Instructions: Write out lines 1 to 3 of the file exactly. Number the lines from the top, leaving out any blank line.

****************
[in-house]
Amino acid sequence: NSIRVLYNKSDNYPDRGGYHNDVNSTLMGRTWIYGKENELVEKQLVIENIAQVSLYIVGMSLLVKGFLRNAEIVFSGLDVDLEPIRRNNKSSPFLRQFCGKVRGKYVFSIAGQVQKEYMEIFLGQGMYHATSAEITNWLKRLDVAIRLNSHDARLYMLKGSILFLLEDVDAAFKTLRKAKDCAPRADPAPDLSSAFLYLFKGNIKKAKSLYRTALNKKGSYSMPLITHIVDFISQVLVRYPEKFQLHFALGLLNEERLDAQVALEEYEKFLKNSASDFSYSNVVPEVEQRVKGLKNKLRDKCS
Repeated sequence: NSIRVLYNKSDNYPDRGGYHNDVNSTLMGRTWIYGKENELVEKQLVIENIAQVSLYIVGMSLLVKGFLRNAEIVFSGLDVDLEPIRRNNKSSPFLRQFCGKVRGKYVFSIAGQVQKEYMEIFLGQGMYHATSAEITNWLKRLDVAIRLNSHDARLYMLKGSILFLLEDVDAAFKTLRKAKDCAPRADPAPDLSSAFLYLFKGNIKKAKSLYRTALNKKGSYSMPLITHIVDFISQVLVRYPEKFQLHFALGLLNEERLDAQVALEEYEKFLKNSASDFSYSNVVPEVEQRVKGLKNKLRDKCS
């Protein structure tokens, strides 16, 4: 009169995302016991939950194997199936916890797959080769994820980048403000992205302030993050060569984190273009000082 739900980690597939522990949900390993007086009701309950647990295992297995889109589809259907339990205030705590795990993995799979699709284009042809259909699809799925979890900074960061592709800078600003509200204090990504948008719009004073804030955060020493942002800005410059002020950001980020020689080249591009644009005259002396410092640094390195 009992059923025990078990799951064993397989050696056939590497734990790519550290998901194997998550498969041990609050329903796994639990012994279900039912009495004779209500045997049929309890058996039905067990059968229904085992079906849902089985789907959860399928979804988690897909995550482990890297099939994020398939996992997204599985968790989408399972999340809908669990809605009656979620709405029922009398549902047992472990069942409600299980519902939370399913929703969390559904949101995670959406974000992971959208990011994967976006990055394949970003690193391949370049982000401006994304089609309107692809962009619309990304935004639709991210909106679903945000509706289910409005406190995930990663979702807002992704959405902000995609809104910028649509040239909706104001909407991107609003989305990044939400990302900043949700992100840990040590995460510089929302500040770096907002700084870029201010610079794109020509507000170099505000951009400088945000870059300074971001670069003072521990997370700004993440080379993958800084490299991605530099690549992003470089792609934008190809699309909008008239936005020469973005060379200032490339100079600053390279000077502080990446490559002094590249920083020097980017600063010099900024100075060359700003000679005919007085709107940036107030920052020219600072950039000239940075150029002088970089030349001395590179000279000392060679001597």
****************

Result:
[in-house]
Amino acid sequence: NSIRVLYNKSDNYPDRGGYHNDVNSTLMGRTWIYGKENELVEKQLVIENIAQVSLYIVGMSLLVKGFLRNAEIVFSGLDVDLEPIRRNNKSSPFLRQFCGKVRGKYVFSIAGQVQKEYMEIFLGQGMYHATSAEITNWLKRLDVAIRLNSHDARLYMLKGSILFLLEDVDAAFKTLRKAKDCAPRADPAPDLSSAFLYLFKGNIKKAKSLYRTALNKKGSYSMPLITHIVDFISQVLVRYPEKFQLHFALGLLNEERLDAQVALEEYEKFLKNSASDFSYSNVVPEVEQRVKGLKNKLRDKCS
Repeated sequence: NSIRVLYNKSDNYPDRGGYHNDVNSTLMGRTWIYGKENELVEKQLVIENIAQVSLYIVGMSLLVKGFLRNAEIVFSGLDVDLEPIRRNNKSSPFLRQFCGKVRGKYVFSIAGQVQKEYMEIFLGQGMYHATSAEITNWLKRLDVAIRLNSHDARLYMLKGSILFLLEDVDAAFKTLRKAKDCAPRADPAPDLSSAFLYLFKGNIKKAKSLYRTALNKKGSYSMPLITHIVDFISQVLVRYPEKFQLHFALGLLNEERLDAQVALEEYEKFLKNSASDFSYSNVVPEVEQRVKGLKNKLRDKCS